No, #MeToo Isn't McCarthyism

Critics of the movement against sexual harassment and assault charge that it’s going too far, but their arguments take very little stock of what women are actually saying.

The #MeToo Women's March In Hollywood, California, on November 12, 2017 (Faye Sadou / MediaPunch / IPX / AP)

One of the criticisms of the #MeToo movement that’s emerged and reemerged most tenaciously over the past few months is that women are consistently conflating major crimes with minor ones. Violent sexual assault isn’t the same thing as a swat on the behind in a crowded bar. Targeted sexual harassment isn’t the same thing as a clumsy pass after too many vodka sodas have been consumed. But this is a straw man argument—I have yet to find evidence of a single woman claiming that any of these things are equal. Most women do, unremarkably, know the difference between an incident where their personal safety (or their job security) is being threatened and an incident where it isn’t.

Moira Donegan, who wrote a powerful essay this week exposing herself as the creator of the Shitty Media Men list, knew this too. She made efforts to draw distinctions between men whom multiple separate women had accused of rape, and men in the media who were simply, well, shitty. The list itself includes a disclaimer at the top stating that it’s only a collection of misconduct allegations and rumors. “Take everything with a grain of salt,” it advises. “If you see a man you’re friends with, don’t freak out.”

And yet the list does include allegations of simple shittiness rather than just workplace harassment and assault. There’s a reason for that, and that reason is largely why it’s called the Shitty Media Men list and not the Serious Sexual Harassers and Rapists in Media list. Men, this list was not for you. Nor was this list intended for 99 percent of the people who eventually saw it, since it was conceived as a private way of sharing information between acquaintances, not a McCarthyite effort intent on ruining careers. It was a warning, not a witch hunt. It had no purpose beyond better enabling other women to protect themselves from men whom other women had had shitty experiences with, big and small.

What the list represented, as my colleague Megan Garber has written, was so many similar warnings that have taken place in person, in less instantly viral formats. Because here’s the thing: While women aren’t confusing egregious incidents with less obviously offensive ones, the small ones matter, too. And not talking about them is the easiest way to ensure they go on and on, ad infinitum. One clumsy pass in a bar might be a forgivable mistake; a pattern of clumsy passes on younger women signals an abuse of power. Andrew Sullivan might scoff at some women using the Shitty Media Men list to complain about men who routinely take credit for the ideas of women of color, but what that behavior adds up to is women of color being systematically isolated and pushed out of the workplace. (For the record, Sullivan also downplays accusations against men who remove condoms during sex, which some lawmakers in the U.S. are currently making efforts to classify as rape.)

None of these examples of women speaking out about their experiences amounts to McCarthyism. The women adding names to the Shitty Media Men list thought they were doing so privately; when the list eventually did become public, it was partly thanks to a man with his own political agenda, who was the first to post a handful of names from it. A substantial number of men on the list remain in their jobs. Those who don’t have been investigated by their employers, and the claims against them have been validated. That’s not a witch hunt—it’s a version of due process. Nor is this evidence of women being hysterical about gallantry and seduction, as the French actress Catherine Deneuve has argued. Those who charge, as Deneuve and Sullivan do, that women are conflating innocent catcalls and actual assault, are ignoring the actual key distinction here: Unsolicited comments on the street are one thing; unsolicited comments from your boss are totally different.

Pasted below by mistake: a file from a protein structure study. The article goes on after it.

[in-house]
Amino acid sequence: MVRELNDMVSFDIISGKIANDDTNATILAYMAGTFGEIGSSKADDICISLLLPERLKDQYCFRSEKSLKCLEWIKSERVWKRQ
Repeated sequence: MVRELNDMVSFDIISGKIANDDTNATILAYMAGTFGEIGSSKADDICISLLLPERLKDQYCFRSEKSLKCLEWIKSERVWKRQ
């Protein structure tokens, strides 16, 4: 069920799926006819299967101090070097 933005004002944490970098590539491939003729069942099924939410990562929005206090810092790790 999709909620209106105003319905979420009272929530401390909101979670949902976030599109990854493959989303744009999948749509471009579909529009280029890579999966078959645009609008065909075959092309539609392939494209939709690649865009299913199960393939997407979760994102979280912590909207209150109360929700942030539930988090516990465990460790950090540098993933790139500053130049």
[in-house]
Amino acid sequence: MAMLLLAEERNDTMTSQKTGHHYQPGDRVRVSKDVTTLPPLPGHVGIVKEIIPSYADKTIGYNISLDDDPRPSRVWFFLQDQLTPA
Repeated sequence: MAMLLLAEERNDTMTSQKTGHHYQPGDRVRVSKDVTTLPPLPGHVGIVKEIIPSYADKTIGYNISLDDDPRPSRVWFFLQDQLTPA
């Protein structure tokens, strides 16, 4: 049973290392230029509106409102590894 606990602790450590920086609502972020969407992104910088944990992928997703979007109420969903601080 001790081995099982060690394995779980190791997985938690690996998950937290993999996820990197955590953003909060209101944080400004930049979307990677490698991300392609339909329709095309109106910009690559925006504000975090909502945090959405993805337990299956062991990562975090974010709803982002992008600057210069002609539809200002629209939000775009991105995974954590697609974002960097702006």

If the people who’ve written about their own objections to #MeToo have another thing in common, it’s an impulse to wantonly exaggerate what they think women actually want. “These are scary times, for women as well as men,” Daphne Merkin wrote in an op-ed for The New York Times. “There is an inquisitorial whiff in the air, and my particular fear is that in true American fashion, all subtlety and reflection is being lost. Next we’ll be torching people for the content of their fantasies.” I’m hesitant to speak on behalf of any proportion of women, but to characterize what the women I know hope for, here it is. A workplace where women aren’t harassed, excluded, or forced to compromise themselves for fear of losing their jobs. And outside the workplace: sexual encounters that are consensual from beginning to end. The ability to ride packed subway cars from Union Square to Grand Central without having grinning men grind their erect penises against our hips (if this last one is oddly specific it’s because it happened to me, and I laughed about it later but still tend to take local trains when I’m in New York if I can).

No movement is, or ever has been, perfect. If there’s an impulse to overcorrect in some cases, it would be helpful if the people rushing to liken #MeToo to a sex panic could stop critiquing women (and men) supporting it for things they haven’t said or done. Rather than demonize what you imagine people might want, listen (or even better, ask). As Moira Donegan wrote, this moment isn’t about “a prescriptive dictation of acceptable sexual behaviors but the desire for a kinder, more respectful, and more equitable world.”